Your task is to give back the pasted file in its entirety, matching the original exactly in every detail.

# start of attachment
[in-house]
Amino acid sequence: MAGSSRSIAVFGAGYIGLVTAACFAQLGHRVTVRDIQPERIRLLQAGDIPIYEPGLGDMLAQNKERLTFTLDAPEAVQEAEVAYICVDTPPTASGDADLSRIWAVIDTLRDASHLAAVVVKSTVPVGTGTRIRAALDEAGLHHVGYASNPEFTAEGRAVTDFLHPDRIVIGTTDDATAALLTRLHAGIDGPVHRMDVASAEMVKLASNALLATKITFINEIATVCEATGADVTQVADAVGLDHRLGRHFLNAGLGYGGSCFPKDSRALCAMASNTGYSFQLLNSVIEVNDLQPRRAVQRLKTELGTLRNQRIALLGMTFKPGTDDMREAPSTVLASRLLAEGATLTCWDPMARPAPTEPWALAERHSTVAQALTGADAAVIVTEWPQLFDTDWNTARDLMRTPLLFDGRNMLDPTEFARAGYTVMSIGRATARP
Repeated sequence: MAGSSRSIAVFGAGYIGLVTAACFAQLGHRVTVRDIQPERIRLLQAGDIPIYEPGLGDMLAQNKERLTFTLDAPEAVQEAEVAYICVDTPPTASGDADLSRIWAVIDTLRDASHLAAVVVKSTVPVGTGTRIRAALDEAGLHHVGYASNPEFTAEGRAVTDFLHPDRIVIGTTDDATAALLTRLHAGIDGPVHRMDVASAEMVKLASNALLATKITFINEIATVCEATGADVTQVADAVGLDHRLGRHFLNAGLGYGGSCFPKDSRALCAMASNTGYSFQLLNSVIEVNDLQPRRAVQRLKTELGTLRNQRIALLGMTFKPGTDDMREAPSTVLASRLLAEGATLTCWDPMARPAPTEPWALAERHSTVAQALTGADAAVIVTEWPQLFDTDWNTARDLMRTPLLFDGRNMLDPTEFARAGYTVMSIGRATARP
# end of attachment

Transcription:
[in-house]
Amino acid sequence: MAGSSRSIAVFGAGYIGLVTAACFAQLGHRVTVRDIQPERIRLLQAGDIPIYEPGLGDMLAQNKERLTFTLDAPEAVQEAEVAYICVDTPPTASGDADLSRIWAVIDTLRDASHLAAVVVKSTVPVGTGTRIRAALDEAGLHHVGYASNPEFTAEGRAVTDFLHPDRIVIGTTDDATAALLTRLHAGIDGPVHRMDVASAEMVKLASNALLATKITFINEIATVCEATGADVTQVADAVGLDHRLGRHFLNAGLGYGGSCFPKDSRALCAMASNTGYSFQLLNSVIEVNDLQPRRAVQRLKTELGTLRNQRIALLGMTFKPGTDDMREAPSTVLASRLLAEGATLTCWDPMARPAPTEPWALAERHSTVAQALTGADAAVIVTEWPQLFDTDWNTARDLMRTPLLFDGRNMLDPTEFARAGYTVMSIGRATARP
Repeated sequence: MAGSSRSIAVFGAGYIGLVTAACFAQLGHRVTVRDIQPERIRLLQAGDIPIYEPGLGDMLAQNKERLTFTLDAPEAVQEAEVAYICVDTPPTASGDADLSRIWAVIDTLRDASHLAAVVVKSTVPVGTGTRIRAALDEAGLHHVGYASNPEFTAEGRAVTDFLHPDRIVIGTTDDATAALLTRLHAGIDGPVHRMDVASAEMVKLASNALLATKITFINEIATVCEATGADVTQVADAVGLDHRLGRHFLNAGLGYGGSCFPKDSRALCAMASNTGYSFQLLNSVIEVNDLQPRRAVQRLKTELGTLRNQRIALLGMTFKPGTDDMREAPSTVLASRLLAEGATLTCWDPMARPAPTEPWALAERHSTVAQALTGADAAVIVTEWPQLFDTDWNTARDLMRTPLLFDGRNMLDPTEFARAGYTVMSIGRATARP